Standard Bank announced the official launch of mobile payment app, SnapScan, in a press release issued on Wednesday, 21 May 2014.
This is the bank’s first mobile payments offering that allows consumers to pay for their purchases with their smartphones through a combination of a QR code and a PIN.
The system has been in operation since June 2013, with apps currently available for iPhone, Android, and BlackBerry 7 (and older) devices.
Windows Phone and BlackBerry 10 devices are not yet supported.
To pay with the app, users have to download it from the relevant app store for their device, register for an account, and link their Visa or MasterCard credit card.
SnapScan lets you link your credit card by snapping a photo of it or manually typing in the details.
Once registered, you can use the app to scan the Quick Response (QR) code of a merchant, after which you are prompted the amount you wish to pay. You then enter your PIN to authorise the transaction.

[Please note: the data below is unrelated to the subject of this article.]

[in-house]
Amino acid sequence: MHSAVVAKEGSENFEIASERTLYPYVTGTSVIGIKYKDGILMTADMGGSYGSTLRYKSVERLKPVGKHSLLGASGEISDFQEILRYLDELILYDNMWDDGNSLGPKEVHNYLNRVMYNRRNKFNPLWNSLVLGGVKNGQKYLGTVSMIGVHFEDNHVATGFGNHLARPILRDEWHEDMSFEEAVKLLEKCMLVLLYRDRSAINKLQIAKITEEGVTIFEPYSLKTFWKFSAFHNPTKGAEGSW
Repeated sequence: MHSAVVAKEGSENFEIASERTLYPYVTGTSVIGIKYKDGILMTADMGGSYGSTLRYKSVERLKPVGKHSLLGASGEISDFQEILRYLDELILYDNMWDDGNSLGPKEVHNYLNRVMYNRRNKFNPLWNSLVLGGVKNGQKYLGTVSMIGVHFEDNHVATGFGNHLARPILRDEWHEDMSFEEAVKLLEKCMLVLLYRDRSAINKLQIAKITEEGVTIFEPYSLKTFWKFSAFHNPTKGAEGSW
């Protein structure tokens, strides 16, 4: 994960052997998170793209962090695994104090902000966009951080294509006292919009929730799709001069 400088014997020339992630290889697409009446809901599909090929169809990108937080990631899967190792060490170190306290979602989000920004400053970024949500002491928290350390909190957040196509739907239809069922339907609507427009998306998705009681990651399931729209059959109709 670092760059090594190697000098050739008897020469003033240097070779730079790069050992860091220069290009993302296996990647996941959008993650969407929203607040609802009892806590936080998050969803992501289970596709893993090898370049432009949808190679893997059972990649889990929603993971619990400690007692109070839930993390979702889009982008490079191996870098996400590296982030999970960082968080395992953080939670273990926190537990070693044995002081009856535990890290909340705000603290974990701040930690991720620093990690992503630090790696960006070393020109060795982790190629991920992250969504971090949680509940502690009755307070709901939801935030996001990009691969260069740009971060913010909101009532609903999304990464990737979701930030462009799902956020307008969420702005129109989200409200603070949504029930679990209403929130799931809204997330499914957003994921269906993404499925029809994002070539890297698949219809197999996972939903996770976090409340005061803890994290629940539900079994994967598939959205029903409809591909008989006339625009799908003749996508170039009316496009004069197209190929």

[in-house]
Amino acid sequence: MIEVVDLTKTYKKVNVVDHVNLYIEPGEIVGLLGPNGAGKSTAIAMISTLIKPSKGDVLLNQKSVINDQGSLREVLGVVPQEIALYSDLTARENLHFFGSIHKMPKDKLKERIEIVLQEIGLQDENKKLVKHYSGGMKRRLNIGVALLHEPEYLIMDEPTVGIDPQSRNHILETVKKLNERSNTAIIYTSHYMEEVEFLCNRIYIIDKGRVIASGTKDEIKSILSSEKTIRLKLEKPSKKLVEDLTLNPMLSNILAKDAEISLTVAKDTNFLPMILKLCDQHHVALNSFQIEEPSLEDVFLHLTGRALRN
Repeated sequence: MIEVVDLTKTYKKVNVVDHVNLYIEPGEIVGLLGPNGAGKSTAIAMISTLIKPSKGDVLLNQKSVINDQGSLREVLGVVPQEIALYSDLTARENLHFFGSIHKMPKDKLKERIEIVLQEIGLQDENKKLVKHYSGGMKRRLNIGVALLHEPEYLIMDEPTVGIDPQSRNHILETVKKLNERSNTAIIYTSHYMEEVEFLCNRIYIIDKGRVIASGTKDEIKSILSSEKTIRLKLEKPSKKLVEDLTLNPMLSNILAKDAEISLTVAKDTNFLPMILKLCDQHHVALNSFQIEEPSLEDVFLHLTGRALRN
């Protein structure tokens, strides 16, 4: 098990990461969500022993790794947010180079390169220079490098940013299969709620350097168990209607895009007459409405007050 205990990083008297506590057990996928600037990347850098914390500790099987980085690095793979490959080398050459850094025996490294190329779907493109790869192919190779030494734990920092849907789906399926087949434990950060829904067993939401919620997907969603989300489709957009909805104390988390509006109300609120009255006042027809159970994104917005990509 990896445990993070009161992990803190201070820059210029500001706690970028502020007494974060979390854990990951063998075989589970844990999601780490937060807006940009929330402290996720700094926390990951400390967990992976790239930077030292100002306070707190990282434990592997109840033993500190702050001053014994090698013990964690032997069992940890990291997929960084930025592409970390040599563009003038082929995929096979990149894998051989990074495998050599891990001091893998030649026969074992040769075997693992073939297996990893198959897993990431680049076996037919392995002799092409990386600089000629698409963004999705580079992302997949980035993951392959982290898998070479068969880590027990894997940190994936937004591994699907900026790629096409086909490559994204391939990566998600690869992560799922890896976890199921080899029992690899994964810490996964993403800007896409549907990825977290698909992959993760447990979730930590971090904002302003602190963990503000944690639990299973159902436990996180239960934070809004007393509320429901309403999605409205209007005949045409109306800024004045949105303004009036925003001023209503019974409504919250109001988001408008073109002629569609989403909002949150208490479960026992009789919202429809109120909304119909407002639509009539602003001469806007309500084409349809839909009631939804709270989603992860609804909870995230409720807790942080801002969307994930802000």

Unlike conventional credit card point-of-sale machines, Standard Bank said SnapScan lets both informal and formal businesses register for its services.
Informal businesses can withdraw their earnings by requesting a voucher that can be redeemed at any Spar outlet or Standard Bank ATM. No Standard Bank account is needed to do so, Standard Bank said.
Formal businesses may nominate a business banking account to which sales are directly credited.
One niggle with the service is that the merchant’s proof of payment is sent via SMS to a designated cellphone number.
If for whatever reason that cellphone is not currently near the point of sale, it is not possible for the merchant to verify a payment.
This makes it difficult for larger businesses with multiple points of sale to adopt SnapScan.
It could also throw a wrench in the works if a small business is trading in two different locations on a particular day for whatever reason (such as its normal store-front and an informal market or convention, for example).
According to Standard Bank, about 10,000 merchants across South Africa currently support SnapScan, including Motherland in Johannesburg and The House of Machines in Cape Town.